You can find further info on:
I have found Young People and Social Networking Services interesting, but think that the security part of it lack depth. Does it surprise you?
I have reluctantly joined the Online Facilitators network on
So we could use SNP, but it comes with a health warning. I would be uncomfortable  to ask young adults/teenagers to use this as a learning tool. If I had to use SNP, I would start by a compulsory session and test on how to minimise the risks associated with them.
I am more comfortable with a closed environment where you can control the membership of the group and moderate the content.

Course miniconference: I have been left high and dry with no speaker, and no ideas. Help!


  1. Very intersting points you have high lighted Herve, I agree with you with the ID theft issues. Social Networking can be very interesting at teh same time people need to be aware of these issues as well.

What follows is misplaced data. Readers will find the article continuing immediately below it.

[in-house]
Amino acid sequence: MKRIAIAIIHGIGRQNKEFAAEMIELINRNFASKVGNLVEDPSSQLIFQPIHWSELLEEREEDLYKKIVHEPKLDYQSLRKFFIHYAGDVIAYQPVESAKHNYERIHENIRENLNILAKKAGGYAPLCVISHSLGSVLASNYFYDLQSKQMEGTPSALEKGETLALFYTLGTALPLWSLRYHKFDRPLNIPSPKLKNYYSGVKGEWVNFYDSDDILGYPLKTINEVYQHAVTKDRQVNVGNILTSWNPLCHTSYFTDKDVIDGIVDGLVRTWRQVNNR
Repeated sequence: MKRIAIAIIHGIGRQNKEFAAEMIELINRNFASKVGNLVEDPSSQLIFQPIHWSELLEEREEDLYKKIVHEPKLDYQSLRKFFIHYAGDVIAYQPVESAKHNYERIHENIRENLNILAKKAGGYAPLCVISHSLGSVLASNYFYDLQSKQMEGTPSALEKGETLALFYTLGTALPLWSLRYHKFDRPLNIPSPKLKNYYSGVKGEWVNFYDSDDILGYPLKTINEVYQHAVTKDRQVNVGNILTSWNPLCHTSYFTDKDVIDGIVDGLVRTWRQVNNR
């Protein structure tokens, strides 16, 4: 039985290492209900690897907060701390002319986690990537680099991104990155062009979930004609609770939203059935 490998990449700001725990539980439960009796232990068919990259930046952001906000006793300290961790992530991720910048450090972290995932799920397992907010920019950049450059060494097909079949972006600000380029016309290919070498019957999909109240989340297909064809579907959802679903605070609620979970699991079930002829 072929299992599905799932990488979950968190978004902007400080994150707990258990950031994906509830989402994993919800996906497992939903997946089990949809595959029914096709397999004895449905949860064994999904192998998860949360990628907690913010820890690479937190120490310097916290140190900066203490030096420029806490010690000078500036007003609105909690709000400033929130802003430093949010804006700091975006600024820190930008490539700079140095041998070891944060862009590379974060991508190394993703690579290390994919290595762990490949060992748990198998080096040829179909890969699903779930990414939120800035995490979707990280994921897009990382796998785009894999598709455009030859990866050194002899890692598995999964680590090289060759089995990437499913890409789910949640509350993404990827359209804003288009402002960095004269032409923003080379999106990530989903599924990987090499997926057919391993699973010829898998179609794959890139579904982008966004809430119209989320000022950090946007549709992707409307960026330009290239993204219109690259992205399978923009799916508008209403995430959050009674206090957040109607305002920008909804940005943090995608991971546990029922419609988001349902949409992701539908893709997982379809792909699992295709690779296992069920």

2. I think the concept of online security is a good one that you may wish to follow of online sites & tools is an important issue to consider if you're going to be an online facilitator.

    As for the comment about having a closed environment & moderating content, how does that fit with the role of facilitator?

  3. Here's a fun video talking about the issues of security:

    And here is a great summary about using social networking sites:

  4. Herve- I haven't given much thought yet to all the links here, but my first thoughts are that you are well on the way to making this the topic of your mini-conference presentation on the pitfalls of social networking :-). Could you get someone to talk on this topic? You have provided a great overview already- do you arrange an online debate about it perhaps???